- Housing Search/Placement: determining eligibility for specific housing programs and providing the means to access housing, assistance in completing housing applications.
- Life Skills: education and training on hygiene, time management, parenting, financial literacy, health and wellness, job readiness, transportation, communication, cooking, and nutrition.
- Childcare: subsidy or program that cares for minor children or children with a disability.
- Education: formal education that leads towards a high school diploma, GED, college diploma, or professional/continuing education. Also include stipends and scholarships.
- Transportation: bus/van services, taxi vouchers, gas vouchers, bus tickets/passes, financial assistance to repair a vehicle, car registration fees Deposit Assistance: financial assistance to pay for an apartment/home deposit.
TECHNICAL ASSISTANCE (TA): the facilitating of skills and knowledge in planning, developing, and administering activities under a grant program for entities that may need, but do not possess, such skills and knowledge.
TENANT BASED RENTAL ASSISTANCE (TBRA): (as defined by HUD) TBRA is a rental subsidy that can provide help to individual households afford housing costs such as rent, utility costs, security deposits, and/or utility deposits. TBRA provides rental assistance to homeless persons who choose the housing in which they reside. Residents retain the assistance if they move, and the term for grants is 5 years.
TEMPORARY ASSISTANCE FOR NEEDY FAMILIES (TANF): provides cash assistance to indigent American families with dependent children through the United States Department of Health and Human Services.
TRANSITIONAL HOUSING: housing coupled with supportive services that are provided for a maximum of 2 years. The primary purpose is to provide temporary housing (lasting at least three months, but not to exceed 24 months) with supportive services used to facilitate the movement of homeless individuals and/or families to permanent housing. The supportive services may be provided by the organization managing the housing, or coordinated by them and provided by other public or private agencies. The program rules, in turn, are designed to enhance the residents’ self-sufficiency. Case management services are provided, as are other direct services designed to remove the obstacles individuals or families face when attempting to return to self-sufficiency.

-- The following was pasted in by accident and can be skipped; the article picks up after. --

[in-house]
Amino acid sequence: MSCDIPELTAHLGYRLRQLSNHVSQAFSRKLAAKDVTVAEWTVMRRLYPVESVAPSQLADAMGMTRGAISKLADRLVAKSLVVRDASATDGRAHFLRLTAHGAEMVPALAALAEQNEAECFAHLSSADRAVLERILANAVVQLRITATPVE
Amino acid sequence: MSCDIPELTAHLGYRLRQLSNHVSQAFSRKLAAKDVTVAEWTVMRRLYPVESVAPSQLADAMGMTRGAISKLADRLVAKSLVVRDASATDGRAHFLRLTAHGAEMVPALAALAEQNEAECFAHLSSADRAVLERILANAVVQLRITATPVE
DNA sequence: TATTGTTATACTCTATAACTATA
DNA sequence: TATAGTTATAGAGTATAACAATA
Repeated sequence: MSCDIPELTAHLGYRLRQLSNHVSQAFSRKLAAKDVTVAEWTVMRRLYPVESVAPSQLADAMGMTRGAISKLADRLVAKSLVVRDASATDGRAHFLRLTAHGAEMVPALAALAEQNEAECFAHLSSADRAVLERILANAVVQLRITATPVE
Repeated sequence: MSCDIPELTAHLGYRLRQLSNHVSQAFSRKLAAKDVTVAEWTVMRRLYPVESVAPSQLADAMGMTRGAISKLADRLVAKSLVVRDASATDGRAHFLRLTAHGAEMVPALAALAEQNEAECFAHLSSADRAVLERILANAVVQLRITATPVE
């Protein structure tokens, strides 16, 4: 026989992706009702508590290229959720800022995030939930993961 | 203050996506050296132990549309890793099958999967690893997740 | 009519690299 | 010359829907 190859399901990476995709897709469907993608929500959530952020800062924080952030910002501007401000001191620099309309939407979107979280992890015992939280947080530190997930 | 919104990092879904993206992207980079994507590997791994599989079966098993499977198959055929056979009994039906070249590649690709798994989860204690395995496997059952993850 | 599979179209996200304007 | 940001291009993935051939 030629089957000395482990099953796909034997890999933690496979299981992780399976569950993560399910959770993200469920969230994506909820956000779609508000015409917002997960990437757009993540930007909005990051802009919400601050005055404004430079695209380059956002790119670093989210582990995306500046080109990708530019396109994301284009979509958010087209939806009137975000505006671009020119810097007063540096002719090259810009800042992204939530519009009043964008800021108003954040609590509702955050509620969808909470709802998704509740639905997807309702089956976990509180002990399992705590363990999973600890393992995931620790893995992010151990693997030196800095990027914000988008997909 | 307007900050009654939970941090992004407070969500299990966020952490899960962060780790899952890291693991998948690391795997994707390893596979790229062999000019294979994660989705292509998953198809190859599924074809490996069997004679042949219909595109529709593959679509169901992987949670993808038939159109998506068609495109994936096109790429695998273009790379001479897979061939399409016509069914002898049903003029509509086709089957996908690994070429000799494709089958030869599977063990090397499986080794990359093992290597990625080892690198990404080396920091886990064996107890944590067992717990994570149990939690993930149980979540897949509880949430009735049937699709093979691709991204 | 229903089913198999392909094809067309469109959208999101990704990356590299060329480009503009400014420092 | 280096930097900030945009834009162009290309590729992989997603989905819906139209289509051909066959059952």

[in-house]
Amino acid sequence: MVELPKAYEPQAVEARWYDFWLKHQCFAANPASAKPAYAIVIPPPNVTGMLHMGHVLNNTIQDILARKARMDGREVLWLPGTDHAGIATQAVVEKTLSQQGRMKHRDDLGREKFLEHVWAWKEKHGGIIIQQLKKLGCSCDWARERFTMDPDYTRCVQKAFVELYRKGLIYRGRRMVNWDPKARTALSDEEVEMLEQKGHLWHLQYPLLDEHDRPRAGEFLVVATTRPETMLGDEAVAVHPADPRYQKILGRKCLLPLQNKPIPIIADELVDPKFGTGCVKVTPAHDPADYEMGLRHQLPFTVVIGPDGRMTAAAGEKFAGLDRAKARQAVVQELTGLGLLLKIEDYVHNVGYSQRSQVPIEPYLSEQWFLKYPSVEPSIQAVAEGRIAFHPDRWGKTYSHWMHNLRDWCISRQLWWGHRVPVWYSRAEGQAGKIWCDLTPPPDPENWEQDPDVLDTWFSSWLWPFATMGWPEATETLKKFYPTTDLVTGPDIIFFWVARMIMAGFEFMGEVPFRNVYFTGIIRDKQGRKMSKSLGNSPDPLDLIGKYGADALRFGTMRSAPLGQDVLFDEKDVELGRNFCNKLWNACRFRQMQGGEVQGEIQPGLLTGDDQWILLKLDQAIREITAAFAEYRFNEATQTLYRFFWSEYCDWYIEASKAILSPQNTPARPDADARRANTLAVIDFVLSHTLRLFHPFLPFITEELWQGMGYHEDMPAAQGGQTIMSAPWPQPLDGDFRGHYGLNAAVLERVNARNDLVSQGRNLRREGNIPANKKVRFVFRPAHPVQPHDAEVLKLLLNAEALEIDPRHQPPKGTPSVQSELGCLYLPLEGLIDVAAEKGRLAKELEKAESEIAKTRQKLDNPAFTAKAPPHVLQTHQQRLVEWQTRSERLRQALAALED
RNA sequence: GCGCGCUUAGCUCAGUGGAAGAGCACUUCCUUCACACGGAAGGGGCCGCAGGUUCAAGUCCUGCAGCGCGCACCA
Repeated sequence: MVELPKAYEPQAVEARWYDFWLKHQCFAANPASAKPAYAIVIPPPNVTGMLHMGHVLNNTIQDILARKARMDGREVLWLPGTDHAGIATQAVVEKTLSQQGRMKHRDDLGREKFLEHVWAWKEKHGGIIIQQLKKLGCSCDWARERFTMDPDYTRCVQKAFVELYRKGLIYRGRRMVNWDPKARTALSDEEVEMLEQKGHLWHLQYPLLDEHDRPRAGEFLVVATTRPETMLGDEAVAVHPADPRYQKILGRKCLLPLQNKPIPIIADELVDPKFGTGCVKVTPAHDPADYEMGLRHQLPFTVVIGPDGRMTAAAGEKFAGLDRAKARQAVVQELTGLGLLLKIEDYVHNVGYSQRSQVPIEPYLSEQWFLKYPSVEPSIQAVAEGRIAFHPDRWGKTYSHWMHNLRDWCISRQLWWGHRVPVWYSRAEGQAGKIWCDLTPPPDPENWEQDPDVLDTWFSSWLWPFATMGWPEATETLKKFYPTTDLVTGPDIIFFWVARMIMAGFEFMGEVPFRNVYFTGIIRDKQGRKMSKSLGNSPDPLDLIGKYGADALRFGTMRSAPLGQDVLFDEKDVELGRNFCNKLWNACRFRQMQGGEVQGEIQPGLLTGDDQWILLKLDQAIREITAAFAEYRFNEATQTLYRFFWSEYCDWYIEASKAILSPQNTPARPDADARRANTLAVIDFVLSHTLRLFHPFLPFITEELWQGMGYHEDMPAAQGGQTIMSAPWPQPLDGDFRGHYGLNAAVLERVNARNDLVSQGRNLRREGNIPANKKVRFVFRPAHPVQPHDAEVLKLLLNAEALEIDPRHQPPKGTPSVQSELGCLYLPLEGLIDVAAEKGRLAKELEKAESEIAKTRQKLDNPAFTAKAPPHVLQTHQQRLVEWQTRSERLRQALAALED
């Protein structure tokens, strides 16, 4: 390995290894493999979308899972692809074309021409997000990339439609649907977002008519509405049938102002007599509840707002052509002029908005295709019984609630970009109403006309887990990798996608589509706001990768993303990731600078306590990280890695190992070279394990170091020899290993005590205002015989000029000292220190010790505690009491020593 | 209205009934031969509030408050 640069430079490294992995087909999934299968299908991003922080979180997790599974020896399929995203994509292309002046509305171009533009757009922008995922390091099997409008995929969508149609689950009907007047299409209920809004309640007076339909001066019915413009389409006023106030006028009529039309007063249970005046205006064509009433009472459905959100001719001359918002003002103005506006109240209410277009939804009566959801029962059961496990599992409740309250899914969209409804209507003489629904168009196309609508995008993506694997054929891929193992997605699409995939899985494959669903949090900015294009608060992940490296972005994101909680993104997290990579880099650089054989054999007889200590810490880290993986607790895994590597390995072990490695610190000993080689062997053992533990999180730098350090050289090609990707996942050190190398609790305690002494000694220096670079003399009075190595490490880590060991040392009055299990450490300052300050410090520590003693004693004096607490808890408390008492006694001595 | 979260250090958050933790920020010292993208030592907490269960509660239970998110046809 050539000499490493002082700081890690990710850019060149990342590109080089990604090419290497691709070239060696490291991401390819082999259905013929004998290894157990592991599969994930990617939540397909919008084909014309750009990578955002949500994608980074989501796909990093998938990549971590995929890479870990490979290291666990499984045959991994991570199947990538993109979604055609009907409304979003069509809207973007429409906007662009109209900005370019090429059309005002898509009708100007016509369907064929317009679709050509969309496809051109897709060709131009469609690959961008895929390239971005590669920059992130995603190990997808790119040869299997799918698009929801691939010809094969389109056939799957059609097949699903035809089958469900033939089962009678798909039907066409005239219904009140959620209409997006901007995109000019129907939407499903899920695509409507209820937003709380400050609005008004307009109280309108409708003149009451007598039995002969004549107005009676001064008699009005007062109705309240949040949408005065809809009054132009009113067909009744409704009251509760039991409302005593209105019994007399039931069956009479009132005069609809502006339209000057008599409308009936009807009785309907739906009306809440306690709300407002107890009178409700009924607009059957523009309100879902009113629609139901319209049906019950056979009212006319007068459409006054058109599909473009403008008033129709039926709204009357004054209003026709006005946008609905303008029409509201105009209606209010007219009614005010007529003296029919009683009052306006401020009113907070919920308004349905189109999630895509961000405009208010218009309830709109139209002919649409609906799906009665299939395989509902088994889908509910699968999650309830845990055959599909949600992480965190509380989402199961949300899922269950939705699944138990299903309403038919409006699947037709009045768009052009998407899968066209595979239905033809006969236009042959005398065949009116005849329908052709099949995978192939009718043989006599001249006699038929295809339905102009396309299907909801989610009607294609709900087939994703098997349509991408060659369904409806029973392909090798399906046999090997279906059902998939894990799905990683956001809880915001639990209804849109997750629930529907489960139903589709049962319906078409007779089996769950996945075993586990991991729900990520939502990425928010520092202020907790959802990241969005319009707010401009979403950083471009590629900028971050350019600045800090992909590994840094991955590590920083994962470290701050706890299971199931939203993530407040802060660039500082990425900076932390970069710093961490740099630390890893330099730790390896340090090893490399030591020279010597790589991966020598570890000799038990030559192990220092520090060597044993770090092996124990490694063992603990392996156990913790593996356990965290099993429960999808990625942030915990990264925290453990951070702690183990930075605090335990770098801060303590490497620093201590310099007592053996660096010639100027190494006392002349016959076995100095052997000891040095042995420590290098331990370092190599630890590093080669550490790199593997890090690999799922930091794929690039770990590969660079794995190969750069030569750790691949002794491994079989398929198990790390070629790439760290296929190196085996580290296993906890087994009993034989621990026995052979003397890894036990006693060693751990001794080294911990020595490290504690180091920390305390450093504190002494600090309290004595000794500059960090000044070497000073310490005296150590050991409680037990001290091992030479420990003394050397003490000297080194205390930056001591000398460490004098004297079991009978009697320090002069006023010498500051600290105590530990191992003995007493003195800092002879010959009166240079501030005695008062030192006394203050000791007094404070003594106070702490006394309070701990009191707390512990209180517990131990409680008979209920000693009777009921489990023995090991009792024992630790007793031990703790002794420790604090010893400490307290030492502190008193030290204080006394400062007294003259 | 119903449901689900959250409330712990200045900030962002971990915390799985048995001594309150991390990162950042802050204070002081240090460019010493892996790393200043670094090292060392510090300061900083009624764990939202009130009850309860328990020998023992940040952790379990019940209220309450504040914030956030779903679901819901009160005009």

TRANSPORTATION: the method of arriving at a desired destination. For the most part, homeless individuals and families rely on the Citizens Area Transit public transportation system, but many still own cars. Homeless clients need a variety of assistance with transportation, including financial assistance (with bus passes or gas vouchers), repairs, or sometimes accompaniment.
UNDUPLICATED COUNT: the number of people who are homeless within a specified location and time period. An unduplicated count ensures that individuals are counted only once regardless of the number of times they entered or exited the homeless system or the number of programs in which they participated. Congress directed HUD to develop a strategy for data collection on homelessness so that an unduplicated count of the homeless at the local level could be produced.
UNIFIED FUNDING AGENCY (UFA): (as defined by HUD) is an eligible applicant selected by the Continuum of Care to apply for a grant for the entire Continuum, which has the capacity to carry out the duties in § 578.11(b), which is approved by HUD and to which HUD awards a grant.
U.S. DEPARTMENT OF HOUSING AND URBAN DEVELOPMENT (HUD): HUD’s mission is to increase homeownership, support community development, and increase access to affordable housing free from discrimination. To fulfill this mission, HUD will embrace high standards of ethics, management, and accountability and forge new partnerships–particularly with faith-based and community organizations–that leverage resources and improve HUD’s ability to be effective on the community level.
VICTIM SERVICE PROVIDER: a nonprofit, nongovernmental organization including rape crisis centers, battered women’s shelters, domestic violence transitional housing programs, and other programs whose primary mission is to provide services to victims of domestic violence, dating violence, sexual assault, or stalking.
WRITTEN CONSENT – written consent embodies the element of informed consent in a written form. A client completes and signs a document consenting to an understanding of the options and risks of participating or sharing data in an HMIS system. The signed document is then kept on file at the agency.